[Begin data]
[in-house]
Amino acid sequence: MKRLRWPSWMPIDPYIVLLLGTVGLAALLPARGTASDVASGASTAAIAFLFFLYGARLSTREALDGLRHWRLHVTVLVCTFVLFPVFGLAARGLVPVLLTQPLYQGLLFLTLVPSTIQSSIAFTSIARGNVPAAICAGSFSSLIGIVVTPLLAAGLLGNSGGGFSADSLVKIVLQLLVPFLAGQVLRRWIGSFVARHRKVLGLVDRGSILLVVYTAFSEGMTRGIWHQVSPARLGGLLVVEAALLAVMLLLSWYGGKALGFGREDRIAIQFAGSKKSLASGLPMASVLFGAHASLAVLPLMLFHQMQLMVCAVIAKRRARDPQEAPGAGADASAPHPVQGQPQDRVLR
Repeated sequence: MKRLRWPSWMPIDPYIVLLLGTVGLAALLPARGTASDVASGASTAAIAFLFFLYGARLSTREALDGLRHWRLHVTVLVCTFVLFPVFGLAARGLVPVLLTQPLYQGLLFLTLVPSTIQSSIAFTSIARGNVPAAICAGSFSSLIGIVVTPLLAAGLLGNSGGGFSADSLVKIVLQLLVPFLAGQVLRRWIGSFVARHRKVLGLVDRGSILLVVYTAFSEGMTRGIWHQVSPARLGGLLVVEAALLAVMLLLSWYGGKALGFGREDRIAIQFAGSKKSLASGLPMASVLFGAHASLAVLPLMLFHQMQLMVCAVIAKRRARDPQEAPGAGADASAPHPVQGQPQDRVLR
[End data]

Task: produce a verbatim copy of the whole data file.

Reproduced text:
[in-house]
Amino acid sequence: MKRLRWPSWMPIDPYIVLLLGTVGLAALLPARGTASDVASGASTAAIAFLFFLYGARLSTREALDGLRHWRLHVTVLVCTFVLFPVFGLAARGLVPVLLTQPLYQGLLFLTLVPSTIQSSIAFTSIARGNVPAAICAGSFSSLIGIVVTPLLAAGLLGNSGGGFSADSLVKIVLQLLVPFLAGQVLRRWIGSFVARHRKVLGLVDRGSILLVVYTAFSEGMTRGIWHQVSPARLGGLLVVEAALLAVMLLLSWYGGKALGFGREDRIAIQFAGSKKSLASGLPMASVLFGAHASLAVLPLMLFHQMQLMVCAVIAKRRARDPQEAPGAGADASAPHPVQGQPQDRVLR
Repeated sequence: MKRLRWPSWMPIDPYIVLLLGTVGLAALLPARGTASDVASGASTAAIAFLFFLYGARLSTREALDGLRHWRLHVTVLVCTFVLFPVFGLAARGLVPVLLTQPLYQGLLFLTLVPSTIQSSIAFTSIARGNVPAAICAGSFSSLIGIVVTPLLAAGLLGNSGGGFSADSLVKIVLQLLVPFLAGQVLRRWIGSFVARHRKVLGLVDRGSILLVVYTAFSEGMTRGIWHQVSPARLGGLLVVEAALLAVMLLLSWYGGKALGFGREDRIAIQFAGSKKSLASGLPMASVLFGAHASLAVLPLMLFHQMQLMVCAVIAKRRARDPQEAPGAGADASAPHPVQGQPQDRVLR